Dearborn Library Will Wait to Send Letter Opposing Guns in Libraries
Amid concerns that the Library Commission might be overstepping its role, commissioners voted to wait another month to ask the Michigan Legislature to add libraries to a list of venues where loaded weapons are prohibited.
The Dearborn Library Commission refrained from joining a growing chorus of Michigan libraries that have appealed to state lawmakers to revise gun laws to prohibit so-called “open carrying” of loaded firearms in public libraries.
Library Director Maryanne Bartles had her staff draft a letter from the library commission that would be sent to members of Michigan’s legislature and Gov. Rick Snyder requesting that they add libraries to the list of entities excepted from the state’s open carry laws. The letter is in support of House Bill 4439, which would amend the law to add libraries to that list.
But some commissioners were leery about sending letter; opting instead to wait another month to ruminate on the issue to determine if sending the letter is within the policy-setting role of the commission.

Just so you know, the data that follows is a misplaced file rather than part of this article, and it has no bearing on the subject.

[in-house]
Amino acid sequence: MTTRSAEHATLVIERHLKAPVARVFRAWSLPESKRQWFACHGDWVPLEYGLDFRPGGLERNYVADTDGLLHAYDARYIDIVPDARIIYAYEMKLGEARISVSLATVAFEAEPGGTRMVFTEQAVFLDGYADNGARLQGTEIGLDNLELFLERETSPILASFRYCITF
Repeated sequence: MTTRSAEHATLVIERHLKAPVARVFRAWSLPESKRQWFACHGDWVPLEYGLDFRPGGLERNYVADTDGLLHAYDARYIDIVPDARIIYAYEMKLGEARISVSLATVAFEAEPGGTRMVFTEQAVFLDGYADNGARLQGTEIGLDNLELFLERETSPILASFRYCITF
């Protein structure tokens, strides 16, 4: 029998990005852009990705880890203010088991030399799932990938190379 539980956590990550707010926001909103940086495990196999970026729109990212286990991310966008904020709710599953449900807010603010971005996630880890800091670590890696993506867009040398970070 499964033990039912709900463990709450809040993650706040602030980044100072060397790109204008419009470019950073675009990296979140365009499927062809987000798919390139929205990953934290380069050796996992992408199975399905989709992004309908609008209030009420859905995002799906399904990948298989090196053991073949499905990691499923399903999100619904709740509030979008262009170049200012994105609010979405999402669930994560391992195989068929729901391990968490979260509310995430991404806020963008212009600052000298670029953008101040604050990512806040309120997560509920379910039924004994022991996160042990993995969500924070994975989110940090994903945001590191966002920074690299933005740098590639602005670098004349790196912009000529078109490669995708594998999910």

“I don’t want to offend anyone,” said Commissioner Candyce Abbatt, who added that it could set the library up for opposition in the community it did not seek or ask for.
Commission Chair Marcel Pultorak, who is licensed to carry a concealed weapon, agreed that this was something the library did not ask for, and accepted Bartles’ suggestion to wait on sending the communication.
The proposed letter drafted by the library states that:
“We are urging that the Michigan Open Carry Law be amended so that loaded forearms not be allowed in Michigan Libraries. We support HB 4439 which adds ‘libraries’ as places where firearms, except as provided currently, are not permitted. This will allow those who seek to openly carry to be excluded. We respectfully request that this bill be acted upon as quickly as possible.”
A thorny issue
The issue of open carry in libraries emerged in June of this year after a group of gun rights advocates held a protest at Shain Park in Birmingham, near the Baldwin Library. Eventually, some of the protesters used the bathroom at the library—with their weapons.
In Dearborn, as with several other libraries, administrators are concerned that guns in libraries could cause a disruption, or a dangerous situation because of the number of people who use libraries, and the number of children that avail themselves of library services.
Municipal governments are not endowed with powers to regulate firearm possession; Michigan Compiled Law 750.234 specifies several locations where openly-carried weapons are not permitted. That list includes churches, courts, theaters, arenas, day care centers, hospitals, and establishments that hold licensure under the Michigan Liquor Control Act. HB 4439, if signed into law, would add libraries to the list.